Lee focuses on the body’s T cells — a type of white blood cell that’s part of the immune system — and how these cells can target cancer cells to revolutionize treatment. Specifically, he’s focused on developing new cell therapies using a unique subset of immune cells known as double-negative T cells (DNT). Lee earned his PhD in immunology from the University of Toronto in 2019, where he researched how safe and effective DNT therapy is in fighting acute myeloid leukemia. Part of his research also involved investigating whether DNT can be used for cancer treatment on a large scale to reduce treatment costs and increase patient accessibility.
T-cell immunotherapy, in general, can be challenging, and Lee says that, “about half of eligible patients don’t end up receiving treatment for several reasons.” One of those reasons is financial, but there’s also a significant wait time to access treatment, limiting its viability for those with serious conditions. “Making [DNT therapy] more of an off-the-shelf accessible approach will minimize the time a patient has to wait,” he says.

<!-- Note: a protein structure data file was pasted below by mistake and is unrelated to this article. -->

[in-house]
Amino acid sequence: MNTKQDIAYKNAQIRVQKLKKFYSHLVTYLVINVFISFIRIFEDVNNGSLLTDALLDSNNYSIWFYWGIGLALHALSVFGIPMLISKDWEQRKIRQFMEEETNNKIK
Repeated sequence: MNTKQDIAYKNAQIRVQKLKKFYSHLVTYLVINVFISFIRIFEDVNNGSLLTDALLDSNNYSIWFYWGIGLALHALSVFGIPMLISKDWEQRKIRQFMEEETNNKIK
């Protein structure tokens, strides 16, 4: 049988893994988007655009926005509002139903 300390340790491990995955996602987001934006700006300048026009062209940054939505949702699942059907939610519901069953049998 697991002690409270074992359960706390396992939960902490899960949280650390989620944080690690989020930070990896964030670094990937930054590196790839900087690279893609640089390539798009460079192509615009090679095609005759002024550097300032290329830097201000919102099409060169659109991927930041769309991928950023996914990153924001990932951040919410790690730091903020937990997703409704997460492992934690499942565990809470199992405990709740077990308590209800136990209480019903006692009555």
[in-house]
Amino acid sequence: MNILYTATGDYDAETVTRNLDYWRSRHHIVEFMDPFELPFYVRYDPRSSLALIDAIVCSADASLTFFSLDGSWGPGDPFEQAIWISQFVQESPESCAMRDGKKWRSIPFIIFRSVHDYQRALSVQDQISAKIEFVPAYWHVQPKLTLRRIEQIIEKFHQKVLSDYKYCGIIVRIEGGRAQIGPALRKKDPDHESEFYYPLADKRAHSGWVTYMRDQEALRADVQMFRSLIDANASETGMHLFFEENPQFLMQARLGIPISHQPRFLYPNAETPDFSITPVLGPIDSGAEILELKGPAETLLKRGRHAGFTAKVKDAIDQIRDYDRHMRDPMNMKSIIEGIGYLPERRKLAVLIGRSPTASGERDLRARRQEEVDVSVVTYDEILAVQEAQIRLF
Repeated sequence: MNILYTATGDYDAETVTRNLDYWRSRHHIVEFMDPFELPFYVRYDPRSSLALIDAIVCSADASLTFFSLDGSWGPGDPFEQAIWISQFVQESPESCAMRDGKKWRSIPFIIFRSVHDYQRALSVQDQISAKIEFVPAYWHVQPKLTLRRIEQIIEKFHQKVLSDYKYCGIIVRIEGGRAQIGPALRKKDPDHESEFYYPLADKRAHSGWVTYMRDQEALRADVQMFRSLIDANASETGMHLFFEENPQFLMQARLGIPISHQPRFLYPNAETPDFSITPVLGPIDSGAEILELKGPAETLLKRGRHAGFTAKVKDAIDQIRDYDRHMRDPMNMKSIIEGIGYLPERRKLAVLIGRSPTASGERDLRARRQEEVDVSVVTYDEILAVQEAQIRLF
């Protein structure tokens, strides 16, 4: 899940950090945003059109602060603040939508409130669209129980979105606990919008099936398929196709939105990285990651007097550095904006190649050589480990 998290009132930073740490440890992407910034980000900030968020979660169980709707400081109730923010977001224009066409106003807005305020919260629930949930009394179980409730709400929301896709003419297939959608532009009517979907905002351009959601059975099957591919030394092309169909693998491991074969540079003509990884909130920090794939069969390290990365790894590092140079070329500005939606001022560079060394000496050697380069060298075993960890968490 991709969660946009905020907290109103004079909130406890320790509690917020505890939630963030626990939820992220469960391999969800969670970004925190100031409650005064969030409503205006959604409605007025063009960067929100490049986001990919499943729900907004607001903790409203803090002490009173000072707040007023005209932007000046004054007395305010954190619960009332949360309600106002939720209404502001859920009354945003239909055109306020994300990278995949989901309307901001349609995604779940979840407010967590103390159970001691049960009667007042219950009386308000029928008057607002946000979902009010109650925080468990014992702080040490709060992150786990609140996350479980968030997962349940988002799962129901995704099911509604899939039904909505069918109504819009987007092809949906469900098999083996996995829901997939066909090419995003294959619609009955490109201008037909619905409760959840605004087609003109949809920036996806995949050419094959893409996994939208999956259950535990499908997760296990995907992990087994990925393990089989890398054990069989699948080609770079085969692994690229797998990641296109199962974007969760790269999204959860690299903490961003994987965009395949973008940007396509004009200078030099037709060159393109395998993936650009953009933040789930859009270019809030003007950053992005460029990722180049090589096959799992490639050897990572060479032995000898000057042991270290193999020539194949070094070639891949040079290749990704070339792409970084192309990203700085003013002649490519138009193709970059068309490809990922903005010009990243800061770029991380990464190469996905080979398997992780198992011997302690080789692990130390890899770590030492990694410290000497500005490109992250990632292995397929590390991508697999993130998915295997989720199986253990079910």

In his hunt to further his research, Lee became intrigued by the innovation happening in Alberta. Another appealing aspect for him was joining the collaborative camaraderie of the University of Calgary’s Alberta Cellular Therapy and Immune Oncology Initiative (ACTION) team.
“It felt like this was a team trying to build therapy to benefit patients as soon as possible in an optimal manner,” Lee says. “It was a growing team with growing funding, and people understood what each member was doing.”
Lee applied for, and was eventually hired by, the University of Calgary as an assistant professor in the department of biochemistry and molecular biology, passing on other potential opportunities in his native Toronto and overseas in Korea in favour of Alberta. He arrived in Calgary this past March, with funding and support from the University